The game's two big features: sightjacking (where you see through the eyes of other characters) and the Link Navigator (which manages the plot's order of events) sadly don't add to the player's experience enough to justify their problematic existence.

Sightjacking is more fun to mess around with than it is helpful to the player. Watching the paths of roaming enemies can offer useful information, but the stealth mechanic is so simplistic that the data is rarely necessary. In many situations, being seen by enemies is something that you can't avoid or recover from – they will find you, and they will kill you. This is fine by me, but when the only stealth-orientated skill that is offered is a painfully slow crawl (and a distracting yell, which had little to no effect that I could perceive), it doesn't make me want to be all that sneaky. There isn't a sound meter, no real way to know if enemies can see you or not (like a vision cone or shadow meter), and very little chance of distracting them with diversions. It is more fun and more efficient to just run through levels and see what happens than to use the sightjacking feature to suss out a plan of attack.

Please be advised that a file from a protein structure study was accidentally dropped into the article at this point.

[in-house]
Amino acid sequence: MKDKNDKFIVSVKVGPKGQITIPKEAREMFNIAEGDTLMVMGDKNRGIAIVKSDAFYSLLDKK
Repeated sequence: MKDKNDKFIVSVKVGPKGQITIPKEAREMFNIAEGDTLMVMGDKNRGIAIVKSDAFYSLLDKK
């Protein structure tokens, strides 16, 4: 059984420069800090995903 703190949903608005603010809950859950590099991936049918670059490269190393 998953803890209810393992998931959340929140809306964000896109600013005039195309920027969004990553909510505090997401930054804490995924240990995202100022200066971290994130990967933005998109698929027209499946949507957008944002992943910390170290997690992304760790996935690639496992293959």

Which leads to discussion of the game's other big feature, the Link Navigator. Siren's storytelling plan sounds like a survival horror Real World season: Pick 10 characters to escape the apocalypse and find out what happens over 3 days through 78 missions – you could call it Siren: Hanuda. The complication is that the order of events is jumbled and the Link Navigator is supposed to help you keep track. What this means, from a player's point of view, is that the game's story doesn't really get its hook into you – not even in the first few hours. The tales are too disjointed, the characters too many, and the plot too slow in getting going.